Lacey: Lacey is a black servant of the Pollitt family.
Mae: Mae is married to Gooper. She has five children and is pregnant with a sixth. Maggie calls her a “monster of fertility” (p. 22). Mae was once the “cotton carnival queen,” but her family is not as well-to-do as Gooper thinks they are. Mae is determined to ensure that she and Gooper inherit the Pollitt property, and she is in a fierce contest with Maggie over this issue. She listens at night to what goes on between Brick and Maggie in the adjoining room so she can report it back to Big Mama and so undermine Brick’s position. Mae is also a snob who is unhappy about her failure to get accepted by the smartest young married set in Memphis, a failure that she attributes to Big Mama’s vulgar behavior.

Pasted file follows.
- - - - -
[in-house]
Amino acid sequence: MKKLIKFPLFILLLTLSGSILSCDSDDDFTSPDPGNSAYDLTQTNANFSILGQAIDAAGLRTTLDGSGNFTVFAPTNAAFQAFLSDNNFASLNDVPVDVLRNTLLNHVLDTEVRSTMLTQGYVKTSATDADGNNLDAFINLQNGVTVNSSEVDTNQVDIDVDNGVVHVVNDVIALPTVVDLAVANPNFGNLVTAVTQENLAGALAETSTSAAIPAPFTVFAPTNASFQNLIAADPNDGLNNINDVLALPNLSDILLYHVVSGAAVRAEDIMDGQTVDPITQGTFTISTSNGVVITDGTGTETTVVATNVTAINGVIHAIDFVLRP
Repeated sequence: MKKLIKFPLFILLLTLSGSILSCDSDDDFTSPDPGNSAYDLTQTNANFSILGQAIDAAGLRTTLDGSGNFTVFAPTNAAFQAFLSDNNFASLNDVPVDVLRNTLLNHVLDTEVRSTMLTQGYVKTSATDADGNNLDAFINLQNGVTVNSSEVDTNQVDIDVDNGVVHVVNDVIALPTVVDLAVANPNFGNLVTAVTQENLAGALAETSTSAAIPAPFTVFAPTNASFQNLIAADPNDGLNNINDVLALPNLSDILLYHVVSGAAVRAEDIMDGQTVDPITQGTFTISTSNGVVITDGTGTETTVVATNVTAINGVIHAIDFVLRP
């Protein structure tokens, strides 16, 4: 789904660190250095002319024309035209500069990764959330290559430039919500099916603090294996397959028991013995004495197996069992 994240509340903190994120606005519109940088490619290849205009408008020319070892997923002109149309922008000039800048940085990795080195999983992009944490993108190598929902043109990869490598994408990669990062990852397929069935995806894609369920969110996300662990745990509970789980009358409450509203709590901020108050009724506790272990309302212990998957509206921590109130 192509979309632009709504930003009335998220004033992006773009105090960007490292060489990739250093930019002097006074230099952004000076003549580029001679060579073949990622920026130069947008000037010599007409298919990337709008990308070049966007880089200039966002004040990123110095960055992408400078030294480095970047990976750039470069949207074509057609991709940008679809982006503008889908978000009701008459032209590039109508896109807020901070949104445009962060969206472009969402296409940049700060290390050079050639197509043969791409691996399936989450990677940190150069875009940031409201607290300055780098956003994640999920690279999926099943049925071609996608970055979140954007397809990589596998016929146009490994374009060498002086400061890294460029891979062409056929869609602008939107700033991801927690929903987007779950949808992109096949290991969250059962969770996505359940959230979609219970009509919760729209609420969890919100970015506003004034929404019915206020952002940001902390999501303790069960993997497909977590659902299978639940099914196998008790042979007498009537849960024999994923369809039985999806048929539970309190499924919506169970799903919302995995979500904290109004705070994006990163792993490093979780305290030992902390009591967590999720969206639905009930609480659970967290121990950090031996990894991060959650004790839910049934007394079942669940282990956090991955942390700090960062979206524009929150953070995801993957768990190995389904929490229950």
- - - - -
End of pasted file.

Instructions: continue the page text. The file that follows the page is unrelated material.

Big Mama: Big Mama is the wife of Big Daddy. She is a short, overweight, vulgar but sincere woman who wears expensive, flashy gems. She talks a lot and laughs a lot, mainly at herself. Much of this is an attempt to cover up the hurt she feels at her rejection by Big Daddy, who often makes cruel jokes at her expense. She loves her husband in spite of his cold attitude to her. Big Mama is initially told, as is Big Daddy, that he is suffering from no more than a “spastic colon,” which she is only too ready to believe. Even when the family tells her the truth, in Act 3, she finds it difficult to accept. Her favorite son is Brick; she is aware that Gooper does not like his father, and she refuses to sign the papers he has prepared that would hand control of the plantation over to him and his wife. In spite of the adversity she faces, Big Mama tries to hold her family together. She pleads in Act 3, “Oh, you know we just got to love each other an’ stay together, all of us, just as close as we can” (pp. 161-62).